A few years ago, I started dieting. If you’ve ever tried to lose weight, I am sure that, like me, you’ve gone through several methods.
Maybe you tried a keto diet, cutting out all carbs and focusing on fat and a little protein. Or you tried a Mediterranean diet, a Dukan diet, Juice Fasting, or even Cleansing.
There are so many out there, and new advice is being published every second as I type down my words. “You should eat this superfood if you want to lose weight, do that work out for abs in 30 days, remove that food from your fridge”.
Of course, I believed them all, and for the most part of my first 5 years of dieting, I tried them all for at least a few weeks. I failed, again and again, to lose weight.
Things only started changing and working out once I simplified the process, and focused on the essential part of weight loss: caloric deficit.
I have been doing intermittent fasting now for three years. It started by accident. I was living in a homestay for about a year, and as volunteers, we would be served two large meals for lunch and dinner. I just wasn’t hungry in the morning and got in the habit of skipping breakfast.
I hadn’t heard of intermittent fasting then, but once I left the little Cambodian village where I was living, I decided to keep that way of eating. It was convenient for me to keep a caloric deficit, easy to regulate, and still suits my lifestyle.
Full disclosure, I am not a nutritionist, I am not a professional in the field, and what I am writing here, is based on my experience. And I am not going to tell you to eat or not eat any food. I am here to warn you about the challenges that come with dieting, and how you can better prepare.
So here are 4 things you should know before dieting.
1. Have clear goals in mind
You must have a very specific objective when you start on your dieting journey. No matter in what way you’ll go on about dieting, you’re bound to make some sacrifices, and you’ll face some challenges.
Take that main goal, and break it down into smaller, achievable steps. Say you want to lose 10 kg. Doable. Make it 1 kg per month. Achievable.
With a smaller goal you will keep track of your progress, and feel more encouraged at every milestone.
2. Have a plan for your cravings
Dieting takes time. Don’t listen to anyone telling you that you will reach your goal in just a week. That won’t happen unless you just want to lose 1 kg, but if that’s the case, I believe you don’t need to make any drastic change to your diet.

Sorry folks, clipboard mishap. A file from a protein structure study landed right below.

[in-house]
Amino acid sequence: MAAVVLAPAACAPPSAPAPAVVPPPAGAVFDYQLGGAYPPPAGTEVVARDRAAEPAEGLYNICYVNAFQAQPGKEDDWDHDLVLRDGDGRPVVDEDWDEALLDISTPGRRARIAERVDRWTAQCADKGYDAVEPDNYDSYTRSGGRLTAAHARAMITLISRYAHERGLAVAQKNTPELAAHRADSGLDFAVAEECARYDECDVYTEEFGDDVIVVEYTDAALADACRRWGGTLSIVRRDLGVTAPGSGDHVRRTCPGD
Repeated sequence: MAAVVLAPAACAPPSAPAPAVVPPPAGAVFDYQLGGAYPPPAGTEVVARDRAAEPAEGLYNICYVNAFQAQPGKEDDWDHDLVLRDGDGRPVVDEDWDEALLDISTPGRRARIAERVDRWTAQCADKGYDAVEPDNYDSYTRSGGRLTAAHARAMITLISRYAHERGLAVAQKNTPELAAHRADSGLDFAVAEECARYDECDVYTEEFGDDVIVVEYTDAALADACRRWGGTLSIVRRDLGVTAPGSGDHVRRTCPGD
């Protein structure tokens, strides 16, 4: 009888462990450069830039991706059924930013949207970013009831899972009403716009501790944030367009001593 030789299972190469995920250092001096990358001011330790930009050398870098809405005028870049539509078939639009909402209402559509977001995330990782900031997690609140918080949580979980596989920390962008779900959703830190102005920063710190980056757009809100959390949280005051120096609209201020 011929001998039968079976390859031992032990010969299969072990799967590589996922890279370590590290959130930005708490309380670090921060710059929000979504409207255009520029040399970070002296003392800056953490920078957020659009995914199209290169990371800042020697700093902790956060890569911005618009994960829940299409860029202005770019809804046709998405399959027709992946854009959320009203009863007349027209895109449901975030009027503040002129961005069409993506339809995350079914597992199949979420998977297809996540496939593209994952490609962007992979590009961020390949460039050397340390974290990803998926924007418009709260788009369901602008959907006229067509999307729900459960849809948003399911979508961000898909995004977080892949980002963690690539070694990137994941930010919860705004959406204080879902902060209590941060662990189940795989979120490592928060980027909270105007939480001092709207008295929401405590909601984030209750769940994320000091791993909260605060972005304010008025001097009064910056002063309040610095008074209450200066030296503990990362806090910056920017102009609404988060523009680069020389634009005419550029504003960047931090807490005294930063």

If you want to lose 20 kg, 10 kg, or maybe just 5, you’re going to have to change your eating habits in a way that’s going to get your brain to complain.
We are creatures of habits, and if you have been used to some specific eating pattern, having a snack at work, drinking a soda or a beer in the evening, and you suddenly refrain yourself from doing so, you’re going to get cravings.
Try to replace them. Do you want something sweet? Eat some fruit. Want to drink a soda? Make yourself a cup of tea. It’s basic advice that has been passed around for a while, but it works.
Cravings have a very negative psychological impact on you and will be some of your biggest challenges. This is also when having a clear goal in mind is important. Your desire to reach your goals has to be stronger than the cravings.
3. Be ready for sacrifices
Dieting is nothing more than basic mathematics. Your body needs X amount of energy, and to fuel it, you will eat Y number of calories (energy). If Y is higher than X, you will gain weight.
So no matter what new diet you are experimenting with, to see any kind of progress, you’re going to have to get your Y below your X. And that usually means, eating less.
That being said, it also means that you don’t need to remove food that you like from your diet, but you might have to reduce the amount you consume.
It isn’t easy. Especially if, like me, you like to eat large quantities. But hey, there is a solution for that too. Eat a large salad every day. It will fill you up, and be low on calories,if you refrain from using too much dressing.
If you never feel hunger, most likely you are not in a caloric deficit. But don’t let yourself feel like you are starving. You have to find the right balance for you to manage your diet.
4. Be patient
I said it already, dieting takes time. It takes years for your body to change, fully adapt, and embrace a new way of eating, and exercising. Nothing good comes out of extreme diets. Eating 1000 calories a day is unhealthy.
There will be ups and downs, your weight will fluctuate, and that’s normal.
It took me 8 years to get to the fitness level I have now. Maybe I could have gotten there in a shorter amount of time, but I made mistakes. Dieting is hard. If you’ve tried, you know it. And because it’s hard, it’s okay to do little by little. That’s why you need to set yourself some clear goals.
Reach them one milestone at a time. Be patient. If you stay consistent with your caloric deficit, results will show. Trust the process.
I will leave it to Mark Twain.
“The secret of getting ahead is getting started. The secret of getting started is breaking your complex overwhelming tasks into small manageable tasks, and starting on the first one.”
― Mark Twain